It was 21 years ago today, in 1994, that Michael Moorer climbed off from the canvas and battled back to capture the IBC, WBA and lineal heavyweight titles from Evander Holyfield. Moorer had previously reigned as a dominant light heavyweight champion and had captured the vacant WBO heavyweight title in 1992 in a war against Smoking Bert Cooper. But Moorer would vacate the WBO trinket without ever defending it.
Moorer dropped the IBF and WBA belts in his first defense, once of the most memorable in heavyweight history. Facing the 45-year-old George Foreman, Moorer won the first nine rounds with ease until finally getting caught by a big punch from Big George in Round 10. Moorer would later win the vacant IBF belt in 1996 against Axel Schutz, only to lose it in 1997 in a rematch with Holyfield.
Moorer is often forgotten about today, but he was one of the better heavyweights during the 1990s, which is a decade I rate only behind the 1970s in terms of talented big men. Moorer is one of only four men to win some portion of the heavyweight crown at least three times. The other three are Lennox Lewis, Muhammad Ali and Evander Holyfield. Moorer is also one of only four men to win both the light heavyweight and heavyweight titles, joining Michael Spinks, Bob Fitzsimmons and Roy Jones Jr.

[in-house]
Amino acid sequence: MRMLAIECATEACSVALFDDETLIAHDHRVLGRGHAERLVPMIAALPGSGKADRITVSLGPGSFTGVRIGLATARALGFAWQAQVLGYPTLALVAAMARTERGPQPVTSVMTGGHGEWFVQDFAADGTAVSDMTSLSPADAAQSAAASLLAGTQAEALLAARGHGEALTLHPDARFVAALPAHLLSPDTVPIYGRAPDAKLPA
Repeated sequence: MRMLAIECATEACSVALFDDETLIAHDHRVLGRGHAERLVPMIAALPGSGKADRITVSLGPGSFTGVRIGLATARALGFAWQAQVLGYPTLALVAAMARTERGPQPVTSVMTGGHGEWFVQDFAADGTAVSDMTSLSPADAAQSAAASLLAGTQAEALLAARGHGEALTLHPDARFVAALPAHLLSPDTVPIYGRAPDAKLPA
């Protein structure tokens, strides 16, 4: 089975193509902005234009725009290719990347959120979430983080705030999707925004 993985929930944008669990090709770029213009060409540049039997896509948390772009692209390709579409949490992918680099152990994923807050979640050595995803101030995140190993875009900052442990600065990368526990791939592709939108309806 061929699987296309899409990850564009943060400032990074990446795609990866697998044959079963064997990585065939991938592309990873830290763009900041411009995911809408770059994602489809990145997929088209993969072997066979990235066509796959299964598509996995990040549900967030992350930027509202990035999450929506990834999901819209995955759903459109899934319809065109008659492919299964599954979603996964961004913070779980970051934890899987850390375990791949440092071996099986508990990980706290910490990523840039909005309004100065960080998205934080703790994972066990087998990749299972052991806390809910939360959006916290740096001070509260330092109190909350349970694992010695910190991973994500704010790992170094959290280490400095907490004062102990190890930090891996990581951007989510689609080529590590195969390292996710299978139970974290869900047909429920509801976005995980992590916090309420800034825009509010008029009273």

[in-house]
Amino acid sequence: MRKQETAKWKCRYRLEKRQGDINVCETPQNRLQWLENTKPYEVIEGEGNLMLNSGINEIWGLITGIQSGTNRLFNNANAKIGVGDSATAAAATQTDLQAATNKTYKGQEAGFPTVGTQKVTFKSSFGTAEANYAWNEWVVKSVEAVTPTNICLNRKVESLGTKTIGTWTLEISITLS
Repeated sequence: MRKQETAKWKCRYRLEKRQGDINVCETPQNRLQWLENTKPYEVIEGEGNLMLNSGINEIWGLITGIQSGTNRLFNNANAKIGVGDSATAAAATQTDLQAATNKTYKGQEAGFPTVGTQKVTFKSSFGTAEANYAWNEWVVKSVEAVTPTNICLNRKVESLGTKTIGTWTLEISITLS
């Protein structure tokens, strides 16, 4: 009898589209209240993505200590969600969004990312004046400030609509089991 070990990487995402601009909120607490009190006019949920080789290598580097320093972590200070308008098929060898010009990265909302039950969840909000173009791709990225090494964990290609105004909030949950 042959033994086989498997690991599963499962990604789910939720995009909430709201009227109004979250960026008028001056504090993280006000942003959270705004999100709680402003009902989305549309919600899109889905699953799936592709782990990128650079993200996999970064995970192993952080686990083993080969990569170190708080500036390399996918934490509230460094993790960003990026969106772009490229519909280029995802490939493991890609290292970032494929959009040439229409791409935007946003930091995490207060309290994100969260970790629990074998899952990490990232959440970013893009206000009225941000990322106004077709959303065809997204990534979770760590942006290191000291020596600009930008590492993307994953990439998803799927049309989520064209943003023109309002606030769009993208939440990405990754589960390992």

Two of Moorer’s three claims to the heavyweight crown were suspect. Winning the vacant WBO strap from a tough but limited journeyman like Bert Cooper didn’t make anybody think Moorer was truly the world champion. Likewise, after winning the IBF strap against Schulz, nobody really viewed Moorer as the champ.
But beating Holyfield 21 years ago today did make Moorer the man who beat the man who beat the man. And at light heavyweight, he was a destroyer. He was also the first southpaw fighter in history to win the heavyweight crown, itself an accomplishment.
Moorer definitely stands a notch or two below the all-time greats in the sport, but for one night, he was better than one of the best ever. His accomplishments were impressive. In my opinion, he merits induction into the Hall of Fame.
This may freshen your memory as well: